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A little thread sealant might need to be put on speed bleeders if they are cycled more than a few times if they leak past the threads.

The bleeder bag they sell makes the job very tidy and I like that! :)



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The only problem with the Petroleum Jelly is if any makes it way into the caliper. Petroleum of any kind will ruin the brake rubber by making it swell and bind up. I remember in high school, one person I knew had a leaking wheel cylinder, and figured free tractor Hy-Tran would work, and it did until he lost all brakes. He had to remove/rebuild or replace the master cylinder, all wheel cylinders, all calipers, all the brake flex lines, and the proportioning valve, flush all the steel lines 2X with denatured alcohol, and replace all the parts. I know it took over 2 hours and a gallon of brake fluid to bleed the brakes, I was there for most of it. On a car with ABS I shudder to think of the expense. All from about 2 or 3 OZ of petroleum biased fluid. This lead to a bit of vandalism in response to a Jock vs Goat Roper dispute. The ensuing wreck was fortunately minor but low value car was totaled. The cause of said wreck was never uncovered by LEO types since car was not fixed. Fortunately it was before it became fashionable to shoot each other. Such ended the worst of the dispute. I long for the good ole days, when we carried guns to school and somehow knew better than to shoot each other. I wonder what Darwin would say about de-evolution.



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Speed Bleeders are just bleed screws that have a built-in check-valve to prevent anything, most importantly air, flowing backwards through it. They also have some thread sealant painted onto the threads.


SB sells a little bottle of thread sealant, with instructions on how to use it, to rejuvenate the threads after a lot of use, but after two seasons of servicing my brake fluid I haven't needed it yet.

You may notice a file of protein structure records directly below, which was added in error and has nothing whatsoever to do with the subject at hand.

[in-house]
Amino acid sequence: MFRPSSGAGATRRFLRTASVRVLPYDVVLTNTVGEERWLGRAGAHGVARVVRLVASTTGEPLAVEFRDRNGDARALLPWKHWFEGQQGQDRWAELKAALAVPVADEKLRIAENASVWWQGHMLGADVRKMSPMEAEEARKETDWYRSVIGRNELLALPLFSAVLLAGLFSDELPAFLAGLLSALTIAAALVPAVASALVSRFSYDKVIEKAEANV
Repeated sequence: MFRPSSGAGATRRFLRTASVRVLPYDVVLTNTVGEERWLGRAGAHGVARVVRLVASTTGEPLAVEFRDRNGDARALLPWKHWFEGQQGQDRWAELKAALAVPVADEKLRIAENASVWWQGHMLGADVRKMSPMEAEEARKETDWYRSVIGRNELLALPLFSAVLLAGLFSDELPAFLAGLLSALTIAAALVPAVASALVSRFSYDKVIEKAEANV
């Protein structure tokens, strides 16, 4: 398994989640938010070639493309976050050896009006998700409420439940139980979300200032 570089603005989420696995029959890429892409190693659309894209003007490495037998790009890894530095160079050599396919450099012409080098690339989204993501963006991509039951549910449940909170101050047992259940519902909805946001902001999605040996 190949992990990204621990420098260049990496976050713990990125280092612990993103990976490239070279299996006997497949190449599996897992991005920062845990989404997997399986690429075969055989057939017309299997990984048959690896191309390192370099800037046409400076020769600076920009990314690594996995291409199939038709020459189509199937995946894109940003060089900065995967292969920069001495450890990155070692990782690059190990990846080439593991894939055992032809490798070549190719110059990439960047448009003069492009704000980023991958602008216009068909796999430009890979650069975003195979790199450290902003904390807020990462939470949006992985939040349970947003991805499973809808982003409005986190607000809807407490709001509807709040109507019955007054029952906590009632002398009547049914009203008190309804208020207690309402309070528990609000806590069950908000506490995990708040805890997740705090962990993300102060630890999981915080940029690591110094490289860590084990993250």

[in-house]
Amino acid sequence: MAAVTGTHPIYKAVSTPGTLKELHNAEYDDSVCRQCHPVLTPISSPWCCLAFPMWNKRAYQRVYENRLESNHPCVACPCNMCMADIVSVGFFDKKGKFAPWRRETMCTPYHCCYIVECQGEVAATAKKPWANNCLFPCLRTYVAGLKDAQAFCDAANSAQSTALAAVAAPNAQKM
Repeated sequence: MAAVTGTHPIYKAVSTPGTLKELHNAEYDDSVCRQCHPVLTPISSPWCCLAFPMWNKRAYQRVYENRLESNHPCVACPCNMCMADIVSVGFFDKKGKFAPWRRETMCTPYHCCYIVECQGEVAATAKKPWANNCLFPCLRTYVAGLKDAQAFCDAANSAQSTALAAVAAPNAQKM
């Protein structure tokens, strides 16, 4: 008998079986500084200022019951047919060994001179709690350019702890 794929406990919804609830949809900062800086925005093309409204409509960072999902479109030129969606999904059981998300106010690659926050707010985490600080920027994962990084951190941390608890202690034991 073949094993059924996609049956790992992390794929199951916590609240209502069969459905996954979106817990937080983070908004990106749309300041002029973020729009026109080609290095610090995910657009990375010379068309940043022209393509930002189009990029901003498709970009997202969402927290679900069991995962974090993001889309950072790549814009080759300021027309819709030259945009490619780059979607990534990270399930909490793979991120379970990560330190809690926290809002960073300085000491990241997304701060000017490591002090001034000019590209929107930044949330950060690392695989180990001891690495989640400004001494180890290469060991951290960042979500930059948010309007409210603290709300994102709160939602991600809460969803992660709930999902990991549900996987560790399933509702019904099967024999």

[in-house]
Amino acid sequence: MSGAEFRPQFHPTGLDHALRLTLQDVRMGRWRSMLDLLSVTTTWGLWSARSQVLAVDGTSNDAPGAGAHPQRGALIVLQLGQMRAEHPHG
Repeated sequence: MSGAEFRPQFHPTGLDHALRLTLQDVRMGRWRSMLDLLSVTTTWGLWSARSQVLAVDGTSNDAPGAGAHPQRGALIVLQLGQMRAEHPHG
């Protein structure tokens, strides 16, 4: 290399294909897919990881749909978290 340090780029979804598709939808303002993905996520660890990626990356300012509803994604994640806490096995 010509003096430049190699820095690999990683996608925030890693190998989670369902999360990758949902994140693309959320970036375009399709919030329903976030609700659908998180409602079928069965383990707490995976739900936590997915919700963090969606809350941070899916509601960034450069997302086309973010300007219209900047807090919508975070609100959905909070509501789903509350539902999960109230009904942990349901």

I put SB's on the calipers and the ABS controller and so far (two years) they work great.


They are costly compared to regular bleed screws, but nowhere near as costly as taking your bike to the dealer just once for service. So if doing the job easily by yourself will make the difference in going to the dealer or not, then they're a good buy. But if you have a patient helper around you don't really need them.


The fluid collection bag is the best product SB sells, though. I recommend it for anybody bleeding brakes on any vehicle, regardless of whether you use their other products. It completely takes away the hassles of dealing with spills from an upset fluid-collection bottle.

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  • 5 months later...

Alan, the factory bleed screws on the ABS controller are long & a little different,, they also strip easily.. I’m not sure I would mess with speed bleeders on the ABS controller..


If this is for your 1200 I don’t think you even have bleed screws on the ABS controller..





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Just a thought...

If you get a Mityvac (model MV8500)to use to bleed your brake system you won't need speed bleeders. This is also the recommended

way to bleed R1200rt brakes. See the Hexhead tech threads on the BMWMOA forum for an excellent tutorial. Mityvac available from

McMaster-Carr for about $80.


Dave Bogue

'08 R1200rt

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Be real careful with that Teflon tape around ABS brake systems.. Teflon tape pipe sealer should never be used on any hydraulic or ABS system,, or fuel systems for that matter.. As the threads are mated up & the parts screwed together little pieces of that Teflon tape get sheared off & can end up in an ABS valve or hydraulic control valve.. On fuel systems they can stick carb floats or plug fuel injectors..


There are so many good Teflon based (non tape type) pipe thread sealers out there now that the Teflon tape should probably be banned from all consumer use.. The company I work for has banned any type of Teflon tape usage period..




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Excellent point about teflon tape...Another problem w/ teflon is that it ALWAYS FLOWS... so you can never get a proper tightening of the fitting.. also too easy to over torque!! I still think the vacuum method of bleeding will prove to be the most reliable and

consistent method overall. The only risk is accidentally draining the master and having to start over.


Dave Bogue